TEXT OF INTERVIEW
STEVE CHIOTAKIS: The world’s biggest off-shore wind farm opens today, off the south coast of England. The farm will boost Britain’s wind power capacity by 30 percent. Marketplace’s Stephen Beard is with us live from London to talk about it. Hi Stephen.
STEPHEN BEARD: Hello Steve.
CHIOTAKIS: Now this sounds like a really big project. Give us an idea of the scale of it.
BEARD: A hundred turbines each, 380-feet tall. It should generate enough electricity for more than 200,000 homes. It costs the owner, the Swedish utility Vattenfall more than a billion dollars to build.
CHIOTAKIS: A billion dollars. Now will the Swedish company recovery that investment, Stephen?
BEARD: Well the prospects are very good because wind power is subsidized. The company gets to sell all its electricity to the grid at a much higher price than if it were generated by fossil fuels. The grid companies have to buy it, they’re under a legal obligation to do so, and they’ll pass on the cost to consumers. According to one estimate, we could be talking about $20 per household per quarter. What the country gets out of it, of course, is clean energy and energy security. Here’s Steve Remp, who runs an off-shore wind company in Scotland.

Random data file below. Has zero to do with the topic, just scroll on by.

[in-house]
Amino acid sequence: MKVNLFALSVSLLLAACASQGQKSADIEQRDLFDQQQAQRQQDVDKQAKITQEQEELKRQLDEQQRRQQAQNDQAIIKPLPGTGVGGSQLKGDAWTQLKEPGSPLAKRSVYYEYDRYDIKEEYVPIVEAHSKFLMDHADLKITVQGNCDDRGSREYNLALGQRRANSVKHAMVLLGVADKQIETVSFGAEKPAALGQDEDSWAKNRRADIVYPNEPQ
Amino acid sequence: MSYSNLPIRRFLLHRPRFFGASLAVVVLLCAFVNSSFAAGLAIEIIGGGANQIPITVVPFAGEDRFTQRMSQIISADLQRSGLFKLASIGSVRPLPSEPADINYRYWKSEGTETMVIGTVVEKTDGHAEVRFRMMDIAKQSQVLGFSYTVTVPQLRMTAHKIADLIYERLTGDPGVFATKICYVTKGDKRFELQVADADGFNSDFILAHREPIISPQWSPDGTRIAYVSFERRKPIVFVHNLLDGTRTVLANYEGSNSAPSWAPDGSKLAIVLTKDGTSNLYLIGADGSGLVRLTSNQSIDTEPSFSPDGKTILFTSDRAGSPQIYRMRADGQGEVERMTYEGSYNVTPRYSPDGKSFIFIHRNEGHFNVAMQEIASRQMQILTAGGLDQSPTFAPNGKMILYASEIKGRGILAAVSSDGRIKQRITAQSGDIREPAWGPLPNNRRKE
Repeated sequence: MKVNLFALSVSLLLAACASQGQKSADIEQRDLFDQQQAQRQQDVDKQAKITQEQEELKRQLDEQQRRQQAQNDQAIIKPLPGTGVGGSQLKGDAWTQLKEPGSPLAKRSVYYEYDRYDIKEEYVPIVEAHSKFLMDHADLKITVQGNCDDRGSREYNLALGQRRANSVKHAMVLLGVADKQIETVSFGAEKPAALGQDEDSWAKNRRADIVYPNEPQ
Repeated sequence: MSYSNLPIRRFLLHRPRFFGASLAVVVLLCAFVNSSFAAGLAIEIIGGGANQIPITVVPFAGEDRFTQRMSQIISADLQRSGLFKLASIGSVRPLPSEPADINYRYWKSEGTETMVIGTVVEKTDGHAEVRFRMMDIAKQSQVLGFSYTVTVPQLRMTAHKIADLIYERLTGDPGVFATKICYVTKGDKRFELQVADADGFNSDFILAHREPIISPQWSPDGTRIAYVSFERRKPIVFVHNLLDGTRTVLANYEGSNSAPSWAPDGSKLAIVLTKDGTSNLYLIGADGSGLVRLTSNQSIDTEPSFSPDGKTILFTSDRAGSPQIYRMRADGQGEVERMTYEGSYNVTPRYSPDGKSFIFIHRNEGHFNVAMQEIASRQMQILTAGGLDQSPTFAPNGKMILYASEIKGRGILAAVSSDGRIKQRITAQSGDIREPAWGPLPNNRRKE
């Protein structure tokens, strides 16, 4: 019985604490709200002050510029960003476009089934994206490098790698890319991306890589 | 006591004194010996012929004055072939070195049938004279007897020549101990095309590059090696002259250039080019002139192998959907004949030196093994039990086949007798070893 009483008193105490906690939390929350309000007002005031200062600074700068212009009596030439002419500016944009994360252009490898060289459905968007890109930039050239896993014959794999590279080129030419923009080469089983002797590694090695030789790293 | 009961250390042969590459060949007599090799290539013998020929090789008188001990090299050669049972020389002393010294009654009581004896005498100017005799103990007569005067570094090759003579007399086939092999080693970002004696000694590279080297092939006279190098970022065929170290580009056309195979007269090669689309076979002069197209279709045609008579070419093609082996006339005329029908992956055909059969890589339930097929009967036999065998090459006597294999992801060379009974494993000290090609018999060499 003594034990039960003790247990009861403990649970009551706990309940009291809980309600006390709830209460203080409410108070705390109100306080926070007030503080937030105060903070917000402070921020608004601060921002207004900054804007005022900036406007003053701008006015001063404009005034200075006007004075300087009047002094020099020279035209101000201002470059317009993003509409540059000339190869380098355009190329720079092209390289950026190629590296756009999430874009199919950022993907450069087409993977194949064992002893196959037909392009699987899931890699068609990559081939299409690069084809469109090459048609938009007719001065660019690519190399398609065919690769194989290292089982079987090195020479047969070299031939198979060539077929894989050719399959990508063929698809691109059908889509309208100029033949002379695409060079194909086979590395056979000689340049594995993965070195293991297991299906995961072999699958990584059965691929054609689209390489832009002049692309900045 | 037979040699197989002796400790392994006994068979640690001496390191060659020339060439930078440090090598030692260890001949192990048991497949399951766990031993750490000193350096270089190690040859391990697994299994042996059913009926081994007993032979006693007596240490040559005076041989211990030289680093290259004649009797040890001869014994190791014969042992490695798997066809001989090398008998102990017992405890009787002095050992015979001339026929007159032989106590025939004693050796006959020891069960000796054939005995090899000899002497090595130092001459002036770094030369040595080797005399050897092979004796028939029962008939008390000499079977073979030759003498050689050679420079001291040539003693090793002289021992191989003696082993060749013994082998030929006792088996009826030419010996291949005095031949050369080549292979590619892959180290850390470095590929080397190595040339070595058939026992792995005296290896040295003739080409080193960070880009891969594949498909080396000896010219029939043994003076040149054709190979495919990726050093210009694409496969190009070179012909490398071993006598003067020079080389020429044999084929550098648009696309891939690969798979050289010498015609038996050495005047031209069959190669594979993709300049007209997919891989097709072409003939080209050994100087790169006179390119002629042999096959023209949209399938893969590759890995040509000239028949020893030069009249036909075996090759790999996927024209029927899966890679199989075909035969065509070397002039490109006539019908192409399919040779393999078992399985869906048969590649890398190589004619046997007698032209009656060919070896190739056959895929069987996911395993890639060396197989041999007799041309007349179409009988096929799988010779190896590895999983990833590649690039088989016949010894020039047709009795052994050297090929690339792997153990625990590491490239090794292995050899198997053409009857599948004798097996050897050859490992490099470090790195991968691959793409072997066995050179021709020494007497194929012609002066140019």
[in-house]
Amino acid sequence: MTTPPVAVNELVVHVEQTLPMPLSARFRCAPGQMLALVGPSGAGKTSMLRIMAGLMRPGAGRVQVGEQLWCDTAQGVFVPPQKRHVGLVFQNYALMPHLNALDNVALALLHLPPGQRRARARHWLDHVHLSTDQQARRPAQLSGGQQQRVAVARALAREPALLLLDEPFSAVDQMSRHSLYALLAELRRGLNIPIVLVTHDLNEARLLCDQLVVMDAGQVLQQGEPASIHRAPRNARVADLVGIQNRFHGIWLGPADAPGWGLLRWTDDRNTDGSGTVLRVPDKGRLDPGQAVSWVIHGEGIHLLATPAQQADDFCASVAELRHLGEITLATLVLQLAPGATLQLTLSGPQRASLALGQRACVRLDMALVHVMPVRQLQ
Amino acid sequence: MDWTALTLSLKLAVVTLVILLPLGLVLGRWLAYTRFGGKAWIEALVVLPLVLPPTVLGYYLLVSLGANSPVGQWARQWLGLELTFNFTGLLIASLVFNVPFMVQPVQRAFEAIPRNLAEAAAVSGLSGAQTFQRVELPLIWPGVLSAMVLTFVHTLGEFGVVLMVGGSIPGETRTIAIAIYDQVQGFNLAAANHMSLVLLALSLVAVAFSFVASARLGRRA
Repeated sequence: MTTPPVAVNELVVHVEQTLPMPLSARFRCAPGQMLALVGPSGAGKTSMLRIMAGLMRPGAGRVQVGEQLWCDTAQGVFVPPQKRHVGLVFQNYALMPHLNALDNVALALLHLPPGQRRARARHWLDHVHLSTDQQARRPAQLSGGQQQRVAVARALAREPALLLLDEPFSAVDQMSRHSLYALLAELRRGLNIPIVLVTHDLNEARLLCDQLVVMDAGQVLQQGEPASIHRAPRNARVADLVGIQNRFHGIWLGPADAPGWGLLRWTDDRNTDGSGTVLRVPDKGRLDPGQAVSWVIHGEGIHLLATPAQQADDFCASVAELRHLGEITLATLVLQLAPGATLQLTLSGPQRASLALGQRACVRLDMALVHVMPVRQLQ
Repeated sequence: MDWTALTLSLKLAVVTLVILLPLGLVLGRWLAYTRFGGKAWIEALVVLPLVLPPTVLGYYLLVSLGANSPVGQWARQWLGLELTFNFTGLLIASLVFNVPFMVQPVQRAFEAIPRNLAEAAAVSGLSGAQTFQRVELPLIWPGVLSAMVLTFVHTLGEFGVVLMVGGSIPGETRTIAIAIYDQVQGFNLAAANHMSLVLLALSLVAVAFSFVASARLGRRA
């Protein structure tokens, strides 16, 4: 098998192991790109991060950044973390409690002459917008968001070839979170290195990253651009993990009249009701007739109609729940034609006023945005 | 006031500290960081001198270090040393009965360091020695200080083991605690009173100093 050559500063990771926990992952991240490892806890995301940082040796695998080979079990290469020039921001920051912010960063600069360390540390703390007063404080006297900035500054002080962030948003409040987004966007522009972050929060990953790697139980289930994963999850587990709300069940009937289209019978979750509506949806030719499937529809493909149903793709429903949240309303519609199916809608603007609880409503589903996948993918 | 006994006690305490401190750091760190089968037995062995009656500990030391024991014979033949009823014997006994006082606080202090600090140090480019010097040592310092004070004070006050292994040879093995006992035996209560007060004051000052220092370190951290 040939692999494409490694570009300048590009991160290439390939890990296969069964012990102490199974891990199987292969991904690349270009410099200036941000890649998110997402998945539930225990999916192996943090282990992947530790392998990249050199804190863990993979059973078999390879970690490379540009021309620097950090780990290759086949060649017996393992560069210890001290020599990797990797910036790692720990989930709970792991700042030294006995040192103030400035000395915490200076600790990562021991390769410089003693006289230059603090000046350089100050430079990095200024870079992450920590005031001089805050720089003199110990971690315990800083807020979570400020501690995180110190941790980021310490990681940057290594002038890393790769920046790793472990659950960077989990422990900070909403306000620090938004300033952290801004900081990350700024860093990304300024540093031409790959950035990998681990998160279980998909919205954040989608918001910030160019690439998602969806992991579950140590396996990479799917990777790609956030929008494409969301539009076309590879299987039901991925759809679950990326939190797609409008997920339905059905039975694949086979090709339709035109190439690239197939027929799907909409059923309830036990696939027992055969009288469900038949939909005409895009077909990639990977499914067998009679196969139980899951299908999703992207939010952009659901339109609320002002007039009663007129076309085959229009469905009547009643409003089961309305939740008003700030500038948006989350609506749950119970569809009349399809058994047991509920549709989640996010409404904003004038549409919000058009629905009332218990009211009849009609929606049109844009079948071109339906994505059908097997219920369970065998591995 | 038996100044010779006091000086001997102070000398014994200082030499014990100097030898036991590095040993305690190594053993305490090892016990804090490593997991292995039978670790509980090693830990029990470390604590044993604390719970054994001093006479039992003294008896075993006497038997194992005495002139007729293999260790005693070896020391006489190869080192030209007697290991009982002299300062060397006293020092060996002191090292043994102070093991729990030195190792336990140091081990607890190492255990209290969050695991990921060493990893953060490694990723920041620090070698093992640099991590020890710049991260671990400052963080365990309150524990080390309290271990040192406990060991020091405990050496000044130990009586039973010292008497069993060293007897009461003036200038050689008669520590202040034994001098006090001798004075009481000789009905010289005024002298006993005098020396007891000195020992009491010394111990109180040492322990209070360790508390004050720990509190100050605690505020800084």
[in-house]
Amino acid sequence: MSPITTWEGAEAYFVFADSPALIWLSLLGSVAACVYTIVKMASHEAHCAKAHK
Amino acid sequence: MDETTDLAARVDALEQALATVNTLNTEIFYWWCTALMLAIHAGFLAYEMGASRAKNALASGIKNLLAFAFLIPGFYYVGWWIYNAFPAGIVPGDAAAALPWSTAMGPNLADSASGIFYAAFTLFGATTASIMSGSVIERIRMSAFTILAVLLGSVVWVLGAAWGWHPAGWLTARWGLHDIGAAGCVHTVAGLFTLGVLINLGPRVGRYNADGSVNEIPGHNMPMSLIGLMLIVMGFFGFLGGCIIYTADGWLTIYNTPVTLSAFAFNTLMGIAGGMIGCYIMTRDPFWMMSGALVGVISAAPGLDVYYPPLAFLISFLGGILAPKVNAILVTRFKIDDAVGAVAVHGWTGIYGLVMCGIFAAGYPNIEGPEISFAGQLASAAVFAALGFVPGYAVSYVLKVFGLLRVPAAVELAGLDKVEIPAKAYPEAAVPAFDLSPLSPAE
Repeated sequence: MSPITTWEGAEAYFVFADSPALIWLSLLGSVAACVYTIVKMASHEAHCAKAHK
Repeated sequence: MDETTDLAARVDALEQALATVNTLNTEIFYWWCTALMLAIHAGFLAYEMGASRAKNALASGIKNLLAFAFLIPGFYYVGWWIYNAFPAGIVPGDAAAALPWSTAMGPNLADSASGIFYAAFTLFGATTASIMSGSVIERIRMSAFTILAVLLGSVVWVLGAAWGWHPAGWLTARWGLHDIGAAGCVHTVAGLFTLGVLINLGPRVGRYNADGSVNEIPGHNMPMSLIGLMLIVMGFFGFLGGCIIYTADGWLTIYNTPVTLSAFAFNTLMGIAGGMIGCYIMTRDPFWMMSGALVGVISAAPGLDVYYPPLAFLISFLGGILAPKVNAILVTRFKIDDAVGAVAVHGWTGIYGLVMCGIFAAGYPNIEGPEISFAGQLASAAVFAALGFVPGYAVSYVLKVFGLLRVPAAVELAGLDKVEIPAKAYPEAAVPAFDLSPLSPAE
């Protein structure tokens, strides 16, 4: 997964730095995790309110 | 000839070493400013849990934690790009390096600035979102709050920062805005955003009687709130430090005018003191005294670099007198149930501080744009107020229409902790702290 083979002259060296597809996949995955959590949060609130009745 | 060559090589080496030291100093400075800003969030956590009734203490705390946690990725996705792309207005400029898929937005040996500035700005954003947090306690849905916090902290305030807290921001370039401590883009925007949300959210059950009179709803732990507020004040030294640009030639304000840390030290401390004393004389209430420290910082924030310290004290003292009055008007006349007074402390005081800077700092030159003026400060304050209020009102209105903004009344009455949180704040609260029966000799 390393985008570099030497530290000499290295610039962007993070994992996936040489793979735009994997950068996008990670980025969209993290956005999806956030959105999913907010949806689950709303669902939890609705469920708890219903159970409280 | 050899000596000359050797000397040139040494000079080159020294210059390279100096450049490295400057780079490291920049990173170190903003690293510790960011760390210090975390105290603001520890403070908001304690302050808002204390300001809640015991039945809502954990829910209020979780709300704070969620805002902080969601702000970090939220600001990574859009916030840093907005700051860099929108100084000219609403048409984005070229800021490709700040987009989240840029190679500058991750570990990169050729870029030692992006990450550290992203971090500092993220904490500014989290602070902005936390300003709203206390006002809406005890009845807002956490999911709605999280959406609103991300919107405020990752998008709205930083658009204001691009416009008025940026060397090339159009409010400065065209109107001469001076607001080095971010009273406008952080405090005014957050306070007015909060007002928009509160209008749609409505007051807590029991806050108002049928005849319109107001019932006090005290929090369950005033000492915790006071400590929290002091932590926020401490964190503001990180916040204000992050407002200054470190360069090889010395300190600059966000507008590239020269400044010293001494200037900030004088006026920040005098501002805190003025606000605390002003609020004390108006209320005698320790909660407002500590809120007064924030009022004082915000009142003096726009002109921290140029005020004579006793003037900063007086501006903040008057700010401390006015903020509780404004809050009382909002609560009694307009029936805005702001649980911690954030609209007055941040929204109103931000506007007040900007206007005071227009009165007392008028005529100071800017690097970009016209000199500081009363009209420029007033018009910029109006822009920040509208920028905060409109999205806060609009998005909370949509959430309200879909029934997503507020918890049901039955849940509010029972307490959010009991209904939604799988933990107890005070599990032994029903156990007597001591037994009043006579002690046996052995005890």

STEVE REMP: Off-shore wind is expensive, there’s no question about that. It will only survive with government support or in terms of economic incentives. But it’s going to happen. I’m absolutely convinced of that.
But it is still very early days. The U.K. has all this capacity, but it still only supplies about 4 percent of the country’s electricity needs. And skeptics say wind power will always be a very expensive way to go because wind is an erratic source of energy. And you always will need backup generating sources and that means more expense.
CHIOTAKIS: Marketplace’s Stephen Beard in London.
BEARD: OK Steve.
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